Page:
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Lonely Lady, The
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by Jack Sommersby

"Screenwriting Couch 101"
1 stars

Winner of six Razzies including Worst Picture, though the nominated Travolta/Newton-John calamity "Two of a Kind" is actually worse and would've easily gotten my vote.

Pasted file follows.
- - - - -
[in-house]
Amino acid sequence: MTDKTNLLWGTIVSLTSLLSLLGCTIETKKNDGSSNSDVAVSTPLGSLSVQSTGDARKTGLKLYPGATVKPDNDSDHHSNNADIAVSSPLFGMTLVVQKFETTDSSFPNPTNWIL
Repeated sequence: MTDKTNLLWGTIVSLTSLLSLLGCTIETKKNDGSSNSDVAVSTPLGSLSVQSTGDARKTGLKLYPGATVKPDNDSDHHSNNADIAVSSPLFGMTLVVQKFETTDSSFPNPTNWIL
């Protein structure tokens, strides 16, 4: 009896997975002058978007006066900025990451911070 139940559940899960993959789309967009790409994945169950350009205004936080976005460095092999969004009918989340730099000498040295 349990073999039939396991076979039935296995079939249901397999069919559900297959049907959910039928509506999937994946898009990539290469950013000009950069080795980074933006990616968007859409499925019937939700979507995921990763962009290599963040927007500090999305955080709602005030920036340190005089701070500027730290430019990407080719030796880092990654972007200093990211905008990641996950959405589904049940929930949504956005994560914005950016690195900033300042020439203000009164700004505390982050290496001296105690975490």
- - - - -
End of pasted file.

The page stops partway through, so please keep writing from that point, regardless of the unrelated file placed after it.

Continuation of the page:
The Lonely Lady, a trashy adaptation of best-selling author Harold Robbins's trashy novel, is never boring and has a passable performance by Pia Zadora in her first starring role, but the movie's a mess from start to finish, with a crude ultra-obviousness to it that wouldn't be half as embarrassing if the moviemakers weren't taking themselves so seriously. It's another of those Hollywood-skewering tales where an aspiring artist tries making it in the business through talent alone but soon finds that sleeping with the right people is what it ultimately takes to succeed; suffice to say, it breaks absolutely no new ground, and, worse, winds up shamefully exploiting and reveling in the same malodorous behavior it only pretends to deplore. The heroine is one Jerilee Randall (Zadora), who's just graduated from a San Fernando Valley school with an award for Most Promising English Major for outstanding contributions in creative writing; and the movie is so anxious in piling on the debauchery that at the party Jerilee attends that night at a celebrated screenwriter's house she's the object of lewd advances (with someone even remarking that her trophy looks like a penis), and later assaulted and almost sodomized with a garden house by a drunken, coked-up lout, and we're not fifteen minutes into the running time. Jerilee just can't get a break. Against her mother's wishes she winds up marrying the much-older screenwriter, who's both impotent on their wedding night and later resentful over her offering improvements on his problematic script currently being filmed. They separate, and Jerilee starts up an affair with a semi-famous actor she knows is married; he suddenly breaks it off, she finds out she's pregnant, he won't take her calls, and she has an abortion. In between all of this Jerilee's had two best-selling books of short stories published, and has managed to complete her first screenplay, which she can't get into play because she can't find an agent who doesn't want to get her on the screenwriting couch. The moviemakers endlessly pile on the zenith-level cynicism and make Jerilee as naive as a Wisconsin dairy-farm girl, even having her sleep with a sleazy big-time nightclub owner with big-time producer friends he keeps assuring her he's passing her screenplay to -- he isn't, of course, and in a series of ever-more tasteless scenes we see Jerilee used and abused by even more moral degenerates until she finally manages to see her screenplay realized by ceding to an invidious sexual demand. At an Oscar ceremony a year later she arrives alone on the red carpet ("She can't be anybody if she doesn't have an escort," a spectator remarks), and onstage after winning for best-original-screenplay (ironic in a movie without a single original thing about it) she chastens the Hollywood establishment for their fuck-or-fail mantra and walks off without her award to a chorus of boos.